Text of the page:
“Solidarity unionism is a term coined by the great labor activist and author, Staughton Lynd, to describe a rank and file organization of workers who fight directly to win demands without resorting to government certification or union bureaucracy…A solidarity union is simply a group of workers uniting with each other and other workers in the community and (with the internet) around the world, to apply direct pressure around issues of concern at work.”

Lynd wrote a book with this title in 1992 - well worth a read to get a sense of tthe historical basis for the proposition of the concept and, if you are a UK trade unionist, a consideration of what it would take to apply the lessons learned here.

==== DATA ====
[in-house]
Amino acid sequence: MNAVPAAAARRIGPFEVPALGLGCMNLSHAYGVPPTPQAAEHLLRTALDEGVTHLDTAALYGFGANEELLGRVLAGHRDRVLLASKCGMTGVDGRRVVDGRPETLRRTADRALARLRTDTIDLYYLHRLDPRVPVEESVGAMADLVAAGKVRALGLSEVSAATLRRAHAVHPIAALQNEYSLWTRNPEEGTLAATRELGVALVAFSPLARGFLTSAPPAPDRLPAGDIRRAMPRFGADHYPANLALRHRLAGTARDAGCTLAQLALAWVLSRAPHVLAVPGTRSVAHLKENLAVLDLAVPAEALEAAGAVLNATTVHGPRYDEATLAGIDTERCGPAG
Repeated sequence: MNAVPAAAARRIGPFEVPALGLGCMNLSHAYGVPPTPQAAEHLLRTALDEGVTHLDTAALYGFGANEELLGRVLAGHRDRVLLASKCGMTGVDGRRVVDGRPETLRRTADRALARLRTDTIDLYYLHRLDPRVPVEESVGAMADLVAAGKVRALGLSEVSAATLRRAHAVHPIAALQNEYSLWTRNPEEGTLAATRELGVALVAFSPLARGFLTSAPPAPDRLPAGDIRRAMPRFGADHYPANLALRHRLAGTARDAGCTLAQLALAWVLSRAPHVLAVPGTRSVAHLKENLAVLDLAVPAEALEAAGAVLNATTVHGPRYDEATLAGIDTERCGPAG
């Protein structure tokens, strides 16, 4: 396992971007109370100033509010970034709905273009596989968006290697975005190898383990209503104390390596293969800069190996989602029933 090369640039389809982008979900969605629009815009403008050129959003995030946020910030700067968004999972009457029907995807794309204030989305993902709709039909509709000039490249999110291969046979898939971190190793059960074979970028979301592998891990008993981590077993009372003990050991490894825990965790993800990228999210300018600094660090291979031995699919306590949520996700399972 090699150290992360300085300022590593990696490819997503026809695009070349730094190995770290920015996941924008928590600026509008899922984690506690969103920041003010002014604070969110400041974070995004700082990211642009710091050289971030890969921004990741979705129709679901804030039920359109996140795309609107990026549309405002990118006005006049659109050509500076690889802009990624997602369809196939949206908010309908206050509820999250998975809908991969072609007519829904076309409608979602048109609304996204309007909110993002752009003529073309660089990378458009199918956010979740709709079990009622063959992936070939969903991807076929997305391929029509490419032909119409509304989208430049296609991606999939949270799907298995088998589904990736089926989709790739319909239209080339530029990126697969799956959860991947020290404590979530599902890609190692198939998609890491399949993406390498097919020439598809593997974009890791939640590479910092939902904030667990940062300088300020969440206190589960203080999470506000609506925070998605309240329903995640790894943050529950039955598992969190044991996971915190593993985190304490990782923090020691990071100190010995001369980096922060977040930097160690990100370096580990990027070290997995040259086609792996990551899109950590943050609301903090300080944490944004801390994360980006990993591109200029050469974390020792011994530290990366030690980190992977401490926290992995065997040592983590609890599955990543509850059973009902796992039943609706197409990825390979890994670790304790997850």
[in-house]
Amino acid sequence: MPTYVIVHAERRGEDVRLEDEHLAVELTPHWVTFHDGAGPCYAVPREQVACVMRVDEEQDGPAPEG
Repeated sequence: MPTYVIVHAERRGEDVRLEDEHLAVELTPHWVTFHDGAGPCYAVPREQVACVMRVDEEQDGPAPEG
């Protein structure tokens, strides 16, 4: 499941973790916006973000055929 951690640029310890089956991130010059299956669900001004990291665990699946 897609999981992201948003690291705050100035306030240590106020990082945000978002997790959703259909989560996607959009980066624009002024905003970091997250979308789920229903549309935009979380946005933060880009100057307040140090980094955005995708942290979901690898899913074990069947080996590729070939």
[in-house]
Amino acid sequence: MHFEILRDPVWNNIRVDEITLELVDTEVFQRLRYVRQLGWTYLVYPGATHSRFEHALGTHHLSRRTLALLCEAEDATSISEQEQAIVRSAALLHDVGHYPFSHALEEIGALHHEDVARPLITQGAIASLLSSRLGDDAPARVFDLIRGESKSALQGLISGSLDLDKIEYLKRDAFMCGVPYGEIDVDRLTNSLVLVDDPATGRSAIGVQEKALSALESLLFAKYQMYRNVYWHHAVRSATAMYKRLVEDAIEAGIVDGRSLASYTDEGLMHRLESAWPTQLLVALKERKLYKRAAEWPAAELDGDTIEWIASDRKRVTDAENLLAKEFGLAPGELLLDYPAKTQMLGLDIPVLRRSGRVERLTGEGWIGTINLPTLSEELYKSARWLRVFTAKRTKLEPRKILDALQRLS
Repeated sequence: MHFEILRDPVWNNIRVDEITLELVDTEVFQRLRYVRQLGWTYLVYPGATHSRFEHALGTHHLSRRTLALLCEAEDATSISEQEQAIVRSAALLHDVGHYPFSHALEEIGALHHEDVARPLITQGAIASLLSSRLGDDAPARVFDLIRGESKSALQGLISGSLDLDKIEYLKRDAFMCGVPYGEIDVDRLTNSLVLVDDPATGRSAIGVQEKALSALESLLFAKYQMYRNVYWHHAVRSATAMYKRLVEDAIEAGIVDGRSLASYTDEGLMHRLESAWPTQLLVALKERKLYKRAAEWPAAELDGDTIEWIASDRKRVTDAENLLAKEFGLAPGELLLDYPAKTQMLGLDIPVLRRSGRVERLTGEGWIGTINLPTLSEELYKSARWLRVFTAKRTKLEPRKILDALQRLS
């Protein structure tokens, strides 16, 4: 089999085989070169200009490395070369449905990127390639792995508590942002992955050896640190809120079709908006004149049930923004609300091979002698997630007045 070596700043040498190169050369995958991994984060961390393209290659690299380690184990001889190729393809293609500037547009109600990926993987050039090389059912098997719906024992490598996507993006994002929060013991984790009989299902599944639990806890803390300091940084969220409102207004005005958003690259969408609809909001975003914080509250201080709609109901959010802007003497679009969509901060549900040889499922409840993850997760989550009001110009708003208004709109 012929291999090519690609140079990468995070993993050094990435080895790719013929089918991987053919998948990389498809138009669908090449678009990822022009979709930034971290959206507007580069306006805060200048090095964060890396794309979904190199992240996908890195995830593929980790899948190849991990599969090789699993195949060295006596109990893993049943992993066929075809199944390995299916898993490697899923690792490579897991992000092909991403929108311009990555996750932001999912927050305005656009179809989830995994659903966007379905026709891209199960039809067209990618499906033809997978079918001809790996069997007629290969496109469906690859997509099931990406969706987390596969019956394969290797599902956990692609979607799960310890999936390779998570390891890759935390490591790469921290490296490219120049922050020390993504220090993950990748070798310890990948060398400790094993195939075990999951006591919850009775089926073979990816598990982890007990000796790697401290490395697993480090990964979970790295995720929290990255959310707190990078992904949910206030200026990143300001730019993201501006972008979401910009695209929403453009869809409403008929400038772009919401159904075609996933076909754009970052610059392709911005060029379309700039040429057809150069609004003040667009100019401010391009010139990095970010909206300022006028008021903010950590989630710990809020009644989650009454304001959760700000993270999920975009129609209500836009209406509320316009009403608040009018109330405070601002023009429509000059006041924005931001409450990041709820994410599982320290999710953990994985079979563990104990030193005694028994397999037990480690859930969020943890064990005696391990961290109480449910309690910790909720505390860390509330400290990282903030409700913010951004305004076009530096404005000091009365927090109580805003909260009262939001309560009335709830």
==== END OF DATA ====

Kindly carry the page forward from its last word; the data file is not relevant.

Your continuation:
It is arguably the case the we have forms of solidarity unionism in the UK and the case if the Indian Workers Association (IWA) come to mind. The examples however, tend to more historical and ad hoc and nothing on the scale of the unionisation of Starbucks in the US. Despite that, I do think that the UK remains fertile ground for the a transfer of IWW approaches - what is their to lose?

A blog that is well worth following if you are interested in what Dek is researching for his dissertation is one he has just pointed me toward (and from where the graphic below has been lifted) http://recompositionblog.wordpress.com

Please take a look and reply with your thoughts on the blog and what I have posted here. Am I, for example, just being a moist eyed about opportunities outside of our grasp in the UK or, is there indeed an alternative unionism available to us here also?

I look forward to hearing from you.

In Solidarity